Yet another, obstacle is impacting South Dundas’ project to open up access to municipally-owned commercial property in the Morrisburg Industrial Park.
Unlike any potential planning obstacles, this roadblock is much more tangible.
Eight butternut trees will need to be cut down for the project, which is now at a standstill, to continue.
These eight trees are in the direct path of the new roadway.
Butternut trees are endangered, so work has been stopped while South Dundas officials follow the necessary Ministry of Natural Resources guidelines in place for the protection of the trees.
South Dundas chief administrative officer Steve McDonald told council at their September 3 meeting that they are in the process of applying for a permit to remove the trees.
He explained that removal of the trees requires a compensation plan to plant other butternut trees in a new location and that they be monitored.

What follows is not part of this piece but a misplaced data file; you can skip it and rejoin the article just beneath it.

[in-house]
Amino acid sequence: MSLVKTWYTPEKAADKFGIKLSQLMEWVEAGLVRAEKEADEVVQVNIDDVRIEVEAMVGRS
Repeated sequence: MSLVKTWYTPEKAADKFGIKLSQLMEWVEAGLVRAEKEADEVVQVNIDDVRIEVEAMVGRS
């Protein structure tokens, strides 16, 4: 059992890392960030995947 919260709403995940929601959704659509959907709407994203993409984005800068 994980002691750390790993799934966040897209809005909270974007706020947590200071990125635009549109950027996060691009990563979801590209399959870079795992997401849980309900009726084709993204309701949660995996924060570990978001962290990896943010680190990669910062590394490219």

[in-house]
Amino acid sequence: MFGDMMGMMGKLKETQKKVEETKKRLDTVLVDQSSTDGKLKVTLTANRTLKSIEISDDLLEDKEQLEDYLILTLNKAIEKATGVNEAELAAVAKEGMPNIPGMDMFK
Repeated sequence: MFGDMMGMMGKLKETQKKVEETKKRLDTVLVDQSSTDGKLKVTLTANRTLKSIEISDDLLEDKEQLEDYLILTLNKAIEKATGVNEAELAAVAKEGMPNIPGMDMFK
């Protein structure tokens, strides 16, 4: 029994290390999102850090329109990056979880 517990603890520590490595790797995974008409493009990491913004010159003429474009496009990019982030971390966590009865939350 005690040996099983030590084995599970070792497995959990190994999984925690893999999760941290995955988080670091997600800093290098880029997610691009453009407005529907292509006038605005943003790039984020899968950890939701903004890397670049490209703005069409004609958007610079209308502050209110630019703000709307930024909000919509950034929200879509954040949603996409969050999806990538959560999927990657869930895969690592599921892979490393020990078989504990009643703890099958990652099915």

According to information on the MNR website, it generally takes about three months, from the time an application is submitted, for a decision to be rendered.
“Obviously, we are hopeful this process will be expedited,” added McDonald.
With fall coming, any delay to the project is worrisome, confirmed South Dundas mayor Steven Byvelds.
“It is an unfortunate delay and hopefully we can resume construction shortly,” he said.
According to McDonald, the financial implications of the delay, at this point, are minimal.
“The contractor has completed all the work they can,” he said, adding that South Nation Conservation is assisting South Dundas officials with the application process.